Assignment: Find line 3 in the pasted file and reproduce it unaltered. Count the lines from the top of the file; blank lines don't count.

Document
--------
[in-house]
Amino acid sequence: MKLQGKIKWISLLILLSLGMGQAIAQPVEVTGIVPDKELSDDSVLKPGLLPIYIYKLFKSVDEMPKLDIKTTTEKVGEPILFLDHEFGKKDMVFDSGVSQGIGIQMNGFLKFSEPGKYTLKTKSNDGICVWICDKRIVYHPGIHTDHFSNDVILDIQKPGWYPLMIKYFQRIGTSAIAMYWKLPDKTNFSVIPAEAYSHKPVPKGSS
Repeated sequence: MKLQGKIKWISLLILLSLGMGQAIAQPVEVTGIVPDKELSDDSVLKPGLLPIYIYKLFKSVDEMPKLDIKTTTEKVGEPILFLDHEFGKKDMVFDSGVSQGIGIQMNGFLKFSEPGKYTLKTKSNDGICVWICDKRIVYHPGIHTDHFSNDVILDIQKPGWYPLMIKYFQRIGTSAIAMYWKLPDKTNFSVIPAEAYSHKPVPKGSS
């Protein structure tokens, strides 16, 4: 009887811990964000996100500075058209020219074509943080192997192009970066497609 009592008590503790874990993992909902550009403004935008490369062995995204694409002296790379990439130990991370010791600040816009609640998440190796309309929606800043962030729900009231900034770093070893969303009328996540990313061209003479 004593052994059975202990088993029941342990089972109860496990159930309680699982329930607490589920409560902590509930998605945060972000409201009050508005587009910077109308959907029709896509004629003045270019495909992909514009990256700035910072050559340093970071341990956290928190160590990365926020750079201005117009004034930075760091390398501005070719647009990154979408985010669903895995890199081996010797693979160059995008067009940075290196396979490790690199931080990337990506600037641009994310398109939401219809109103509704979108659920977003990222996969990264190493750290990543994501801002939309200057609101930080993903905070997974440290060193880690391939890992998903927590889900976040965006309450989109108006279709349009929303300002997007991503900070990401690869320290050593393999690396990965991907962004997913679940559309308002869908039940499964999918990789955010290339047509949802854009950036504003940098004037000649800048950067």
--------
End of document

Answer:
Repeated sequence: MKLQGKIKWISLLILLSLGMGQAIAQPVEVTGIVPDKELSDDSVLKPGLLPIYIYKLFKSVDEMPKLDIKTTTEKVGEPILFLDHEFGKKDMVFDSGVSQGIGIQMNGFLKFSEPGKYTLKTKSNDGICVWICDKRIVYHPGIHTDHFSNDVILDIQKPGWYPLMIKYFQRIGTSAIAMYWKLPDKTNFSVIPAEAYSHKPVPKGSS